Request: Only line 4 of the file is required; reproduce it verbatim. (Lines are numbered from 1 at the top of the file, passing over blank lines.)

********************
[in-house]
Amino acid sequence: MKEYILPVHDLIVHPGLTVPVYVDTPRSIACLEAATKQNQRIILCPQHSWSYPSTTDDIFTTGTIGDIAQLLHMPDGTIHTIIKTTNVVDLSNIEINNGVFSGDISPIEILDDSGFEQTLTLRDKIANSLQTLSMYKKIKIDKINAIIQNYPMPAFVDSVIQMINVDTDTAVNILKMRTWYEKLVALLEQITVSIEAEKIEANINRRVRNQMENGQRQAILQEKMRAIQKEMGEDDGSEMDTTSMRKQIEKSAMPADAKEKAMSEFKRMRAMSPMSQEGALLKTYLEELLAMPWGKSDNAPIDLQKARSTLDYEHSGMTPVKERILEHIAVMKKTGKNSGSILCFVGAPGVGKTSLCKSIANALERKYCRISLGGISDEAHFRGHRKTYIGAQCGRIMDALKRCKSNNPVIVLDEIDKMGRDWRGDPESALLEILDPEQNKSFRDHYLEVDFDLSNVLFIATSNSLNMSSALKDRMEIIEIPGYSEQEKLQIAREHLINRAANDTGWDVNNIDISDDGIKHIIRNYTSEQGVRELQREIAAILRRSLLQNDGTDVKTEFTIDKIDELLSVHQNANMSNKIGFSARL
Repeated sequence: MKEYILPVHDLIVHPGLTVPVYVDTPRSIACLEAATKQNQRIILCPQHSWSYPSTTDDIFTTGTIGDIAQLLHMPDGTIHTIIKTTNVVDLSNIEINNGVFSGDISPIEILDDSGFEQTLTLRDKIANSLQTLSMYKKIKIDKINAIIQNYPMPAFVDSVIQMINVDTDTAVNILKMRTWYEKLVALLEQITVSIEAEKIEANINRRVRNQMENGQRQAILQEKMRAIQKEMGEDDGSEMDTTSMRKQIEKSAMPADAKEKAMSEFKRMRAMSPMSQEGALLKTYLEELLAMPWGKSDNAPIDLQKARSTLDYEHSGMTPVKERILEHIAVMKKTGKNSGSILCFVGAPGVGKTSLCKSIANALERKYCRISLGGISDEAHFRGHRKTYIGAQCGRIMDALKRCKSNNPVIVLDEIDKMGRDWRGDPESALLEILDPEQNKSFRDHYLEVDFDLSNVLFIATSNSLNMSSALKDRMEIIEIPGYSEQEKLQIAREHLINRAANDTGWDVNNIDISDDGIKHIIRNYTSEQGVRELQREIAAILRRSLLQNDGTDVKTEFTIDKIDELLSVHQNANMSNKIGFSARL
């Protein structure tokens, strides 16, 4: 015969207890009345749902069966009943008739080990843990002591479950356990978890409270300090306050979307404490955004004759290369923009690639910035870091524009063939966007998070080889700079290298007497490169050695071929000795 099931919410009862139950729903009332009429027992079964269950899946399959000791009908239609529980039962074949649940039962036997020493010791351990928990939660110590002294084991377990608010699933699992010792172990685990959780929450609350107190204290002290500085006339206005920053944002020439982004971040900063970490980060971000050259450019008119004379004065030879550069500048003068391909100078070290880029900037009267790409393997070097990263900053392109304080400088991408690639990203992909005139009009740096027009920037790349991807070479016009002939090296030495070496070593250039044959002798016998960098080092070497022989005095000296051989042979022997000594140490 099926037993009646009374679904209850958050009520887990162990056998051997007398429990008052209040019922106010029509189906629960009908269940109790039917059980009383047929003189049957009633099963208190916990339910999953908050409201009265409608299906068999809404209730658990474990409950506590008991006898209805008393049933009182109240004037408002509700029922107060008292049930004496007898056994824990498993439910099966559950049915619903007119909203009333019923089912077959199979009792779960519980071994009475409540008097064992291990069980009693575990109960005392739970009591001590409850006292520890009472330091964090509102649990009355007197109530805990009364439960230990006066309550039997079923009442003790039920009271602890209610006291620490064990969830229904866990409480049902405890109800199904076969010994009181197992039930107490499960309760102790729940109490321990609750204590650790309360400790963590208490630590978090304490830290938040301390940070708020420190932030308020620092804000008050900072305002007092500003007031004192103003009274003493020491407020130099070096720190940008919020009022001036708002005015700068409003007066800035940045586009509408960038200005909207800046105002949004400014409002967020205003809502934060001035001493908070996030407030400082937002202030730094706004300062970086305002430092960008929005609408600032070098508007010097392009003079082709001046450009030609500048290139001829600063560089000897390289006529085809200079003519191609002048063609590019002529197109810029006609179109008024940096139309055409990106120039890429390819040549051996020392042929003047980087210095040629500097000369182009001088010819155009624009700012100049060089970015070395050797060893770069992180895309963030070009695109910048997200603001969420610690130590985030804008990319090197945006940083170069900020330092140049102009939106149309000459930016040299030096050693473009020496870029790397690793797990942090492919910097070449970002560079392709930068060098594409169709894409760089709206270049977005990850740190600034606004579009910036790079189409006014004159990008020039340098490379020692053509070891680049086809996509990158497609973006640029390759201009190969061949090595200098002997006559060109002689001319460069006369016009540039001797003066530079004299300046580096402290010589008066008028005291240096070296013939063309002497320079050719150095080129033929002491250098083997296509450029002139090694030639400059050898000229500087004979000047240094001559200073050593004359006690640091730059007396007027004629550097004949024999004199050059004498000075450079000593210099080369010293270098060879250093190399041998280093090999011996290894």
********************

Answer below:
């Protein structure tokens, strides 16, 4: 015969207890009345749902069966009943008739080990843990002591479950356990978890409270300090306050979307404490955004004759290369923009690639910035870091524009063939966007998070080889700079290298007497490169050695071929000795 099931919410009862139950729903009332009429027992079964269950899946399959000791009908239609529980039962074949649940039962036997020493010791351990928990939660110590002294084991377990608010699933699992010792172990685990959780929450609350107190204290002290500085006339206005920053944002020439982004971040900063970490980060971000050259450019008119004379004065030879550069500048003068391909100078070290880029900037009267790409393997070097990263900053392109304080400088991408690639990203992909005139009009740096027009920037790349991807070479016009002939090296030495070496070593250039044959002798016998960098080092070497022989005095000296051989042979022997000594140490 099926037993009646009374679904209850958050009520887990162990056998051997007398429990008052209040019922106010029509189906629960009908269940109790039917059980009383047929003189049957009633099963208190916990339910999953908050409201009265409608299906068999809404209730658990474990409950506590008991006898209805008393049933009182109240004037408002509700029922107060008292049930004496007898056994824990498993439910099966559950049915619903007119909203009333019923089912077959199979009792779960519980071994009475409540008097064992291990069980009693575990109960005392739970009591001590409850006292520890009472330091964090509102649990009355007197109530805990009364439960230990006066309550039997079923009442003790039920009271602890209610006291620490064990969830229904866990409480049902405890109800199904076969010994009181197992039930107490499960309760102790729940109490321990609750204590650790309360400790963590208490630590978090304490830290938040301390940070708020420190932030308020620092804000008050900072305002007092500003007031004192103003009274003493020491407020130099070096720190940008919020009022001036708002005015700068409003007066800035940045586009509408960038200005909207800046105002949004400014409002967020205003809502934060001035001493908070996030407030400082937002202030730094706004300062970086305002430092960008929005609408600032070098508007010097392009003079082709001046450009030609500048290139001829600063560089000897390289006529085809200079003519191609002048063609590019002529197109810029006609179109008024940096139309055409990106120039890429390819040549051996020392042929003047980087210095040629500097000369182009001088010819155009624009700012100049060089970015070395050797060893770069992180895309963030070009695109910048997200603001969420610690130590985030804008990319090197945006940083170069900020330092140049102009939106149309000459930016040299030096050693473009020496870029790397690793797990942090492919910097070449970002560079392709930068060098594409169709894409760089709206270049977005990850740190600034606004579009910036790079189409006014004159990008020039340098490379020692053509070891680049086809996509990158497609973006640029390759201009190969061949090595200098002997006559060109002689001319460069006369016009540039001797003066530079004299300046580096402290010589008066008028005291240096070296013939063309002497320079050719150095080129033929002491250098083997296509450029002139090694030639400059050898000229500087004979000047240094001559200073050593004359006690640091730059007396007027004629550097004949024999004199050059004498000075450079000593210099080369010293270098060879250093190399041998280093090999011996290894």